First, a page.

Cairo did well to organize for its foreign minister to visit Baghdad, the first visit of its kind in nearly18 years. The importance of this visit lies in the timing and the significance of the political guest, which is indicative of greater Egyptian interaction regarding the sensitive issue of Iraq.
It is an important, positive and necessary indicator when an important country like Egypt takes action with respect to the Iraqi issue. The question that must always be asked is: if countries like Saudi Arabia and Egypt do not act when it comes to Iraq then who will? For whom will they leave Iraq?
Undoubtedly, the Arab vacuum in Iraq will be filled by the Iranians on every level: politically, economically, on the level of national security, and even culturally, especially that we know that Iranian-imported books are being circulated in Iraq and sold at cheap prices.
The Arab presence, particularly the Saudi Arabian and Egyptian presence, does not intend to interfere in internal Iraqi affairs by turning one group against another for any given reason. We must recognize that whatever happens in Iraq, politically, economically, or regarding national security, will have some kind of impact on our region whether negatively or positively.
It is not enough for Arab countries to express their doubts from afar concerning the situation in Iraq and the Iranian role in this regard. They must be present on the ground and continue to work on all levels regarding Iraq.
Last week, Saudi Arabia reached a security agreement with Iraq sponsored by Saudi Interior Minister Prince Naif Bin Abdulaziz and this is critical because security is the most important of issues in our region.
Egypt today, by re-establishing political ties with Iraq through the Egyptian foreign minister’s visit, is accomplishing a good deed. However, what is required now is more communication between Iraq and Saudi Arabia and Egypt to help establish a clear picture of what is truly happening in Iraq and to give Iraqi political circles a dose of rationality.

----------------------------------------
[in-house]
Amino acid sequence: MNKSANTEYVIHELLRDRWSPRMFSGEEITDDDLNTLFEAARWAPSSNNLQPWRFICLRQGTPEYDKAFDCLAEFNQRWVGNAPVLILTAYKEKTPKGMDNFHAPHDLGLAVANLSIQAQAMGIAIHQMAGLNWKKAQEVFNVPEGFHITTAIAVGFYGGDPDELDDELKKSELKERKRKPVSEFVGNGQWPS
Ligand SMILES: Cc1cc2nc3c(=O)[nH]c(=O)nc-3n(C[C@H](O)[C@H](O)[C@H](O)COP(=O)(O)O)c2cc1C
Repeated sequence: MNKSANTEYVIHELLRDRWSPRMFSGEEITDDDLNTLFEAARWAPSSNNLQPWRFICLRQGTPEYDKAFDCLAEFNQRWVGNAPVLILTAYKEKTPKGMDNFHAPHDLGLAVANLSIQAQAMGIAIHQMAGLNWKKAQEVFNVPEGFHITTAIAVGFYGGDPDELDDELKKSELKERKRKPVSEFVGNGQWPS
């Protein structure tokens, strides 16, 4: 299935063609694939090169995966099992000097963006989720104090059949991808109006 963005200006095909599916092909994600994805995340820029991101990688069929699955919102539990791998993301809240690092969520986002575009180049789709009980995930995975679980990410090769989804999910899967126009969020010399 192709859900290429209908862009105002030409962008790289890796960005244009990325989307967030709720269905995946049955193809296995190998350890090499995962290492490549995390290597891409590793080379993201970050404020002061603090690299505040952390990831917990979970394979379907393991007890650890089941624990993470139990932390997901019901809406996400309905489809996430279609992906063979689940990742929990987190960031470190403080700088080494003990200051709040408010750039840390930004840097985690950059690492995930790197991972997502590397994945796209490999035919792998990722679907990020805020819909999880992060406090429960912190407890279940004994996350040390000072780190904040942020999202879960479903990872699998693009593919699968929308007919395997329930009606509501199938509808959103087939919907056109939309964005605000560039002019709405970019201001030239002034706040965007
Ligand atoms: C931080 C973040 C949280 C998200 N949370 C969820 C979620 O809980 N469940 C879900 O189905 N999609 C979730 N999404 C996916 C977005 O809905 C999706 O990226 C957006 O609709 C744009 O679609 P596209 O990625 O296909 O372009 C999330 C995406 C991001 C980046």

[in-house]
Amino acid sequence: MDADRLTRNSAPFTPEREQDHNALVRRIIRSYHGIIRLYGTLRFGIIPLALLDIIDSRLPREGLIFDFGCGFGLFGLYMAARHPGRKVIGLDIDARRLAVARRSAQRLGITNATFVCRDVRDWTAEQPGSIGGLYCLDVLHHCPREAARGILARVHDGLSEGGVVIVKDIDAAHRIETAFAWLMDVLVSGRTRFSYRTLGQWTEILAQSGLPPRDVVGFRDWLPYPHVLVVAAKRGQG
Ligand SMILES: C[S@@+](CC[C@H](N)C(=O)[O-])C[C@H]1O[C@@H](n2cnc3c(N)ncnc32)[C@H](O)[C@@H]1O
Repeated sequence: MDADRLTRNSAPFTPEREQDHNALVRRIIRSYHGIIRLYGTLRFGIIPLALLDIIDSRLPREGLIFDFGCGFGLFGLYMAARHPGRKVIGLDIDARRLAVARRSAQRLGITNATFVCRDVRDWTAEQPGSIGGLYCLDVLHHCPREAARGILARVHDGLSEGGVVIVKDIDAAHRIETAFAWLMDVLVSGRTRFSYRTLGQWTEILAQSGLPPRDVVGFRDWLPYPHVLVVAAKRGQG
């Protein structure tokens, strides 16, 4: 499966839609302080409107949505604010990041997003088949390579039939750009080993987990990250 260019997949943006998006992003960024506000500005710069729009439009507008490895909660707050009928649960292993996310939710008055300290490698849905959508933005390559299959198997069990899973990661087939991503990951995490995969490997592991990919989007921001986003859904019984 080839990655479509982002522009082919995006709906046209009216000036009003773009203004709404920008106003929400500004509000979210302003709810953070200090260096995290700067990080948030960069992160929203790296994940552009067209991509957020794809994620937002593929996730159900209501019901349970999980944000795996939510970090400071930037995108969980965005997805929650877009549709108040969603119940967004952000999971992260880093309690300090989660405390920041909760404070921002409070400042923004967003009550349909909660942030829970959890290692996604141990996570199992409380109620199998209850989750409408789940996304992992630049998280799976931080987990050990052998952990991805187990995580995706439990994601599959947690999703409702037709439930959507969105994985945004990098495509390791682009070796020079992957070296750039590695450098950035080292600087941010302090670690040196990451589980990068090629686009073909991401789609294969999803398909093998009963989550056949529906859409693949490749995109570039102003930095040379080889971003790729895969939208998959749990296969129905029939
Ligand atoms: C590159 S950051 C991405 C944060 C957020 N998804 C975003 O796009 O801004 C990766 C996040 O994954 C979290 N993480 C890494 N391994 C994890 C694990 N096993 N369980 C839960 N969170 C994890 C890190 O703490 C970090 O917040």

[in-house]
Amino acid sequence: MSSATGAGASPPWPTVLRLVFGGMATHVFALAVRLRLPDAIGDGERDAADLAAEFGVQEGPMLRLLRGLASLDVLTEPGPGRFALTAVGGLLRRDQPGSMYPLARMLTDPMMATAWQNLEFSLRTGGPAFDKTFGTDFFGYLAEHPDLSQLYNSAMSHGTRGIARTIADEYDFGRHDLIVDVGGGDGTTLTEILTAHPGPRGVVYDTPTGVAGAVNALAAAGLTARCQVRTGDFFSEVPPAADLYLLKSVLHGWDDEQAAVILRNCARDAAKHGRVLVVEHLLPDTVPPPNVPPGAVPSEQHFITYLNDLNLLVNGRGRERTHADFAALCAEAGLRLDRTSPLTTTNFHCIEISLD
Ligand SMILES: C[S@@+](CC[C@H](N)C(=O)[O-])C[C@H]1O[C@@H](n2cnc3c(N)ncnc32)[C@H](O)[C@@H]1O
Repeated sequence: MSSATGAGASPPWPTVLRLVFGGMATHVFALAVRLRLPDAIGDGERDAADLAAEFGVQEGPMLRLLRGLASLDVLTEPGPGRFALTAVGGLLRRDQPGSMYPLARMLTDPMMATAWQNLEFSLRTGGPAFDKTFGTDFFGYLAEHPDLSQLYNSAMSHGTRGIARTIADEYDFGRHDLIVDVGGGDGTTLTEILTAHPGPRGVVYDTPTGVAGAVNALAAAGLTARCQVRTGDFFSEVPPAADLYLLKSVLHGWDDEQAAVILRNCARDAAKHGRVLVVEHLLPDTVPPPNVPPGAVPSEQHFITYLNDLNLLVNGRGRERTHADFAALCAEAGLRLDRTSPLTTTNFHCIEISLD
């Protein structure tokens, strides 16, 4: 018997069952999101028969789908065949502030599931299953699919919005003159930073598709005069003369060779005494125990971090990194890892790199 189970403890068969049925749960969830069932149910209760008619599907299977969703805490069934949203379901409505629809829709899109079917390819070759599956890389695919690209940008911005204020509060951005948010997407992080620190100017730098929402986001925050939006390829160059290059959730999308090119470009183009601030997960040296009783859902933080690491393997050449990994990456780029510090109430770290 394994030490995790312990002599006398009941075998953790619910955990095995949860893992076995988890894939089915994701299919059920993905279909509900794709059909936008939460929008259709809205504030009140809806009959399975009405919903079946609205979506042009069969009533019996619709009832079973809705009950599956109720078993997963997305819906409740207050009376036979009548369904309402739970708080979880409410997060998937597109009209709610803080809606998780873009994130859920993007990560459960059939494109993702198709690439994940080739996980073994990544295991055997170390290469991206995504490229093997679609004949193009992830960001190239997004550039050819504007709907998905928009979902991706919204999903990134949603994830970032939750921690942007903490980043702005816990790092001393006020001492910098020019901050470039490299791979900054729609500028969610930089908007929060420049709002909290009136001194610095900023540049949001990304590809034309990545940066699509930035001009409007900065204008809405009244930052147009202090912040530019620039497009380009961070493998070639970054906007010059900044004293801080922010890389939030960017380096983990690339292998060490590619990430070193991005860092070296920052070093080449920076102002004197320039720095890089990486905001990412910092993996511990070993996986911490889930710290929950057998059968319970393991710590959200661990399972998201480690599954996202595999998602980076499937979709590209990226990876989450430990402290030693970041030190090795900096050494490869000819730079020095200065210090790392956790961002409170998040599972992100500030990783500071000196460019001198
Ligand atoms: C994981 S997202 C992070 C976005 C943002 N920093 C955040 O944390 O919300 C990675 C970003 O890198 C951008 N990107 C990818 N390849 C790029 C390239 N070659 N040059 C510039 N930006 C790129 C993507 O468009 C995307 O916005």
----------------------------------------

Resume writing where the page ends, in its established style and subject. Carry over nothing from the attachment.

This relationship with Iraq will pave the way for greater political opportunity for the Iraqis and will help create a balance regarding the decision-making process in Iraq. Instead of the Iraqis having no other option but Iran, the choice will be either Iran or the Arab countries in their entirety.
This is not criticism of other Arab countries inasmuch as it is the truth of which numerous Arab politicians are aware; paving the way for ties between Iraq and Saudi Arabia and Egypt will create a new reality in Iraq and the least that can be said in this regard is that it is a positive move.
The world today is facing severe political and economic obstacles with the global financial crisis causing a storm all over the world, and the results of the upcoming American elections, not to mention Iranian plots in the region, and the inability to guess what Damascus’ next move might be.
All of this means that we must not wait for the situation to get worse in Iraq as that will affect other countries in the region in one way or another, especially Saudi Arabia and Egypt, and we have said this a number of times before. Some might say that Saudi and Egyptian action has come too late but better late than never!